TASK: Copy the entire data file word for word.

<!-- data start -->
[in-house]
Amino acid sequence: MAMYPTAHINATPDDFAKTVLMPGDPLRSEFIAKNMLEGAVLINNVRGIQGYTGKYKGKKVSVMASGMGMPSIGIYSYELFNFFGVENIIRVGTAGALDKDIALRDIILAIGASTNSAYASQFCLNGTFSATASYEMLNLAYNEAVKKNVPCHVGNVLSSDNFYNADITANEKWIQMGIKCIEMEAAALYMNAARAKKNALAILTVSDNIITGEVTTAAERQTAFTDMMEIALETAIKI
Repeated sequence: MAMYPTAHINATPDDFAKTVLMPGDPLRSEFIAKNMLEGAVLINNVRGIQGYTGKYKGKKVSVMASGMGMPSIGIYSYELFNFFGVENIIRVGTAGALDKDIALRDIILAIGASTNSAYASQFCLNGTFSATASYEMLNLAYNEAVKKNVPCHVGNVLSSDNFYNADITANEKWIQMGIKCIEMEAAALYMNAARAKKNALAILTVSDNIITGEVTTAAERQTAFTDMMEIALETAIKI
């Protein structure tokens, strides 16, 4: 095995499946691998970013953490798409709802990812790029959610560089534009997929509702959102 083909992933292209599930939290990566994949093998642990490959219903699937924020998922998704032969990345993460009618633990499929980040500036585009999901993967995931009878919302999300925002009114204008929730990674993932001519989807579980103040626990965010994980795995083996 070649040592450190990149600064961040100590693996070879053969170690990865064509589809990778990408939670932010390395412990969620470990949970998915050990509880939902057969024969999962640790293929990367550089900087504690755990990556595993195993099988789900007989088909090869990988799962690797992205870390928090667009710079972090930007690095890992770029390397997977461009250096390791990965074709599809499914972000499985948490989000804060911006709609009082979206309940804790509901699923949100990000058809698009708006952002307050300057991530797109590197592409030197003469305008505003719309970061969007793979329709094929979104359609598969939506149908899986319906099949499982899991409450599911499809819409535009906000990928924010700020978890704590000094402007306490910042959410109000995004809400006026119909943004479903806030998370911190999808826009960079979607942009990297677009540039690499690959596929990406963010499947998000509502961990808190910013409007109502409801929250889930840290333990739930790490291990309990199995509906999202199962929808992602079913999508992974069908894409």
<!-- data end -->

[in-house]
Amino acid sequence: MAMYPTAHINATPDDFAKTVLMPGDPLRSEFIAKNMLEGAVLINNVRGIQGYTGKYKGKKVSVMASGMGMPSIGIYSYELFNFFGVENIIRVGTAGALDKDIALRDIILAIGASTNSAYASQFCLNGTFSATASYEMLNLAYNEAVKKNVPCHVGNVLSSDNFYNADITANEKWIQMGIKCIEMEAAALYMNAARAKKNALAILTVSDNIITGEVTTAAERQTAFTDMMEIALETAIKI
Repeated sequence: MAMYPTAHINATPDDFAKTVLMPGDPLRSEFIAKNMLEGAVLINNVRGIQGYTGKYKGKKVSVMASGMGMPSIGIYSYELFNFFGVENIIRVGTAGALDKDIALRDIILAIGASTNSAYASQFCLNGTFSATASYEMLNLAYNEAVKKNVPCHVGNVLSSDNFYNADITANEKWIQMGIKCIEMEAAALYMNAARAKKNALAILTVSDNIITGEVTTAAERQTAFTDMMEIALETAIKI
């Protein structure tokens, strides 16, 4: 095995499946691998970013953490798409709802990812790029959610560089534009997929509702959102 083909992933292209599930939290990566994949093998642990490959219903699937924020998922998704032969990345993460009618633990499929980040500036585009999901993967995931009878919302999300925002009114204008929730990674993932001519989807579980103040626990965010994980795995083996 070649040592450190990149600064961040100590693996070879053969170690990865064509589809990778990408939670932010390395412990969620470990949970998915050990509880939902057969024969999962640790293929990367550089900087504690755990990556595993195993099988789900007989088909090869990988799962690797992205870390928090667009710079972090930007690095890992770029390397997977461009250096390791990965074709599809499914972000499985948490989000804060911006709609009082979206309940804790509901699923949100990000058809698009708006952002307050300057991530797109590197592409030197003469305008505003719309970061969007793979329709094929979104359609598969939506149908899986319906099949499982899991409450599911499809819409535009906000990928924010700020978890704590000094402007306490910042959410109000995004809400006026119909943004479903806030998370911190999808826009960079979607942009990297677009540039690499690959596929990406963010499947998000509502961990808190910013409007109502409801929250889930840290333990739930790490291990309990199995509906999202199962929808992602079913999508992974069908894409």